The biggest mill and heftiest weight (1442kg) makes XR5 the muscle hatch of the five - even the ignition timing was tweaked at idle phase to add exhaust note beef. And, despite its UK development, German engineering and Swedish donk, there's something oh-so dinky-di about the feel and presentation. Refined and agile, the XR5 earned kudos a couple of issues ago by taking it up to HSV’s pricier VXR.
Why no VXR? Well, 12 months and one prototype does not maketh a showroom contender. Instead, the Astra SRi Turbo gets the GM guernsey. At a sharp $35,350 - a whopping $8340 cheaper than MPS - Astra's the underdog. But it only has to be four-fifths as hot as the sharp-enders to post a serious bang-for-bucks challenge. Considering SRi matches GTI for outright power, and concedes just 18Nm of torque and 37kg of weight, it looks well in the running.
So let's cut to the chase. Or. specifically, the Astra's failure to sustain said chase. Two days, two vastly different road loops, a hundred corner varieties, five drivers to woo offered Astra every chance to shine. Somewhere. Somehow. But even before the Belgian-built hatch plunged its vague nose into the first curve, it was marking itself as the tail-gunner.
In isolation Astra shows promise, but in the company of these rivals, all glimmers of hope are extinguished. The four-banger‘s toey low-end tractability gives way to top-end lethargy. And that's if you can manhandle the hellacious torquesteer through the chunky baseball bat tiller. The seats offer moderate comfort and support, but seem to be trimmed with the hide from a plastic cow. Crappy ‘edged' switchgear? Poor rear vision? Flouncy shift action?
Redemption would come if a thoroughbred lurked within. Nope. Turn up the wick and the heaviest steerer is also the dullest pointer. Meagne front-end bite limits corner-entry attack, and when the nose starts to push like a lead torpedo it takes adventurous shoving to regaining trajectory. By then the others, including XR5, have bolted. Most defined at five-tenths, the SRi persistently underachieves.
XR5 is more promising. At a cruise, the Focus is all Jeckyl; as pliable and compliant as a grocery getter, with doughy low-rpm urge and slightly washy body control that requires tiller correction over fast sweeping undulations. Hauling its weight takes a windup from 80 clicks or so, but grab its scruff and XR5 taps its inner Hyde.
At four grand, the big-block 2.5 piles on a punchy slab of torque, the body control muscles flex and out comes a confident, light-on-its-feet demeanour. Push hard and it stays balanced, with a progressive grip breakaway and predictable control to rival the GTI. It's a sheer bloody hoot. Still, it’s not overly planted nor sharp, failing to match Golf's precision, or Megane's front-end tenacity.
The F1 most desperately wants to be a go-kart, and lays on the boy-racer signals thick and, for the most part, convincingly. The taut chassis is fidgety and choppy, but decent damping means the chassis is more supple and composed over ruts and bumps than its stiff ride quality suggests. And, jeez, feel that grip. Its 235mm SportMaxxs provide the largest footprint of the bunch, and compared with XR5 you'd swear it’s on rails.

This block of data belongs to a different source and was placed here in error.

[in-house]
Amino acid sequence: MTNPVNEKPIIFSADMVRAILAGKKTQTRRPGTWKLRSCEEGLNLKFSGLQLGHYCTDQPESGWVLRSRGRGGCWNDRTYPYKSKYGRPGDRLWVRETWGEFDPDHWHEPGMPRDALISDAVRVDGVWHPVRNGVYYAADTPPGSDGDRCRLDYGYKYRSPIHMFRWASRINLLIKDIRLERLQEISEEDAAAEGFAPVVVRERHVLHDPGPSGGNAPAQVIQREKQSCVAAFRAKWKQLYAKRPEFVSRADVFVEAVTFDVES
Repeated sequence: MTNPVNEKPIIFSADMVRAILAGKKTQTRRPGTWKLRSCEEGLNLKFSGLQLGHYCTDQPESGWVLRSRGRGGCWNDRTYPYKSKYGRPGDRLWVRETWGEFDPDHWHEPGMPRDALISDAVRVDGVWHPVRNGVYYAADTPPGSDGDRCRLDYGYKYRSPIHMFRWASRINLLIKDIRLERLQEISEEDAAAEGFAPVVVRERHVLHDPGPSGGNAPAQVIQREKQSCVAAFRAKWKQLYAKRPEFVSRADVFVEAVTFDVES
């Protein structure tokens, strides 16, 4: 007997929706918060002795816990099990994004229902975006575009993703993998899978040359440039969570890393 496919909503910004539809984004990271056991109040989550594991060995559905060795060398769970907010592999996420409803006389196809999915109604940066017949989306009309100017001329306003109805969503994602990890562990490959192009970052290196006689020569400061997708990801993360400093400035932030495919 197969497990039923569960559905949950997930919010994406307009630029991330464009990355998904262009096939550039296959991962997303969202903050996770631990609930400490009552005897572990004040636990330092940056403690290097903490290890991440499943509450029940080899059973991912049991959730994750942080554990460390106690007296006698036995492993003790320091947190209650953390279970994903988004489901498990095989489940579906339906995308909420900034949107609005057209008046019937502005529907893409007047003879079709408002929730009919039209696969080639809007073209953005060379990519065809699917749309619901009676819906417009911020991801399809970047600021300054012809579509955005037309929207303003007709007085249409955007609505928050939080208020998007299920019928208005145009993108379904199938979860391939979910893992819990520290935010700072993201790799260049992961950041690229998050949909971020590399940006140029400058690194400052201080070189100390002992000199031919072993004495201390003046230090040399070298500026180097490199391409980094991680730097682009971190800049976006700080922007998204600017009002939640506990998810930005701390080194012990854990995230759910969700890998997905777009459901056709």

The mechanical grip advantage translates to spirited mid-corner speed, and there's tonnes of bite for pinpoint nose placement. It's just a pity the steering - the vastly improved Cup version that the F1 shares its underpinnings with - lacks detailed communication, and its variable resistance isn’t quite as speed-reliant as Renault's boffins may claim.
However, add robust power delivery from the sweet revvy turbo four and F1 demands discretion. Push the friendship and roadholding breaks away and fast, especially in the tight stuff where Megane feels nose-heavy. Too hot with corner entry speed and it’s all tragic understeer. Sink the boot in too hard on corner exit and the nose wants to wander, plough, or head anywhere else but the chosen line once the unloaded front hoop cries freedom. Not good.
Neither is F1’s interior. Apparently, ADRs are to blame for the missing Recaro pews offered in Euro-spec F1s. The replacements offer decent support and comfort, but they appear to be trimmed by Baby-Co and are inferior in purpose to all bar the Astra's.
XR5 does get pukka rib-hugging Recaros. But it’s not all rosy inside XR5, though. Plastics and finish tap into Falcon's darkest side, the tiller is spongy, the seating is hunched. And I wonder if buyers receive a complimentary wetsuit after an eyeful of the extreme-sport orange fabric. XR5's clutch is light underfoot. and shift quality is slightly doughy through the gates.
But, again, F1 loses out for driver interaction, with an overly sensitive brake pedal and vague gearbox that feels as positive as rowing a fork through cheese soufflé. On aggregates, it'd be easy to write off the F1 to a languishing fourth. That is until you unclip its leash and send it bolting along fast and flowing curves in search of German and Japanese blood.